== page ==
Laap Muu – shut up and get in my belly. This has to be one of my most favourite dishes to whip up on any given week night. This zesty hot meat salad hails from Laos, but many of you may recognise it from your local Thai restaurant menu.
Laap (otherwise known as larb, or larp, or lahb, or even laab), is often touted as the unofficial dish of Laos. The meat in this salad can be either cooked or raw, with many variations on the meat. This recipe is my own and I tend to alternate between chicken and pork. I’ve put some tips on how to get your lemongrass and kaffir lime leaves finely chopped and sliced below as well.
- 2 tblsp vegetable oil
- 500g pork mince
- 1 stick of lemongrass, finely chopped
- 7 kaffir lime leaves, finely sliced (asian grocer or good green grocer)
- 2 birds-eye chillies, finely chopped
- 1 tsp dried chilli flakes
- juice of 2 limes
- 3 tblsp fish sauce
- 1 1/2 cups coriander leaves
- 1 1/2 cups Vietnamese mint leaves (or regular mint)
- 3 golden shallots, finely sliced
- 8 iceberg lettuce leaves
- 4 tblsp chopped unsalted roast peanuts
- 4 tblsp fried shallots (asian food aisle or grocer)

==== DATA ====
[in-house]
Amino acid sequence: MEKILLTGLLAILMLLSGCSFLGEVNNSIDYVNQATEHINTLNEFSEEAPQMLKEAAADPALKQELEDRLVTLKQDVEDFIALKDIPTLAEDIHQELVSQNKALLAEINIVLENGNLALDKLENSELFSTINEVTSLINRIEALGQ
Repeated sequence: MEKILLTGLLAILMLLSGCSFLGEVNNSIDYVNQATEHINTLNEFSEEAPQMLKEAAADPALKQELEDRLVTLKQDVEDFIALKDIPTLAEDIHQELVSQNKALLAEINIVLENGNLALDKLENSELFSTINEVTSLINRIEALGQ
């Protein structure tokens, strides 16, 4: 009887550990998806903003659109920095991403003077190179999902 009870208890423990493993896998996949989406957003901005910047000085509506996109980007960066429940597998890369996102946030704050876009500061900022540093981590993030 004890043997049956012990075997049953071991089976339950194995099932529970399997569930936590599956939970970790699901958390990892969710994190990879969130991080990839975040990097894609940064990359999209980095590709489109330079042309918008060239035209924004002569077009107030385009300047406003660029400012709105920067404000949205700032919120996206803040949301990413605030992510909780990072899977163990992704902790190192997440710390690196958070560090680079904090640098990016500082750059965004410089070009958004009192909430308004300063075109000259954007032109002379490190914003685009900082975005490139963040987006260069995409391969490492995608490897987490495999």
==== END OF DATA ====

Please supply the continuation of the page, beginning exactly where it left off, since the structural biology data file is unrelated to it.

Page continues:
- steamed jasmine rice
This is a dish you want to completely prep before heating up the pan. To get your lemongrass nice and fine, snip the tip of the white end off (the end you’ll be using), grab a pestle (as in mortar and), and smash the end of the lemon grass until it is bruised and shredded. Now finely slice away at the end and you should have some nicely chopped lemongrass ready to work with – minus the woody chunks.
Moving onto the kaffir lime leaves. If you can get them fresh, lovely. Don’t fret if you can’t though. You can usually get them in jars steeped in water, and also dried in the spices section. Any left over fresh ones that you may have will also keep in the freezer for the next use. Start by removing the stem from your lime leaves, then collect the halves into a stack. Fold them in half and slice finely along the length of the centre of the leaves. Prep the rest of your mise en place and be sure to have it gathered nearby for laap assembly.
In a large fry pan or wok, heat your vegetable oil. Once the oil is hot, cook your pork mince on high until mostly cooked, then add your lemongrass, kaffir lime, chilli flakes, and one of your birds-eye chillies. Stir, then add your lime juice and and fish sauce, tasting to make sure your dish isn’t too salty and it’s also zesty enough. Remove from the heat and throw in your coriander, mint, and golden shallots. Stir to combine and move into a serving dish.
Set the table with your cooked laap salad, lettuce leaves, some cooked jasmine rice (for the kids), and garnishes comprised of chopped roast peanuts, fried shallots and the other chopped birds-eye chilli.
To eat, fill a lettuce leaf with a small amount of rice (optional), the laap, and your garnishes on top. Wrap up and enjoy. Don’t forget to have lots of napkins!
Serves 4 Asian flavour seekers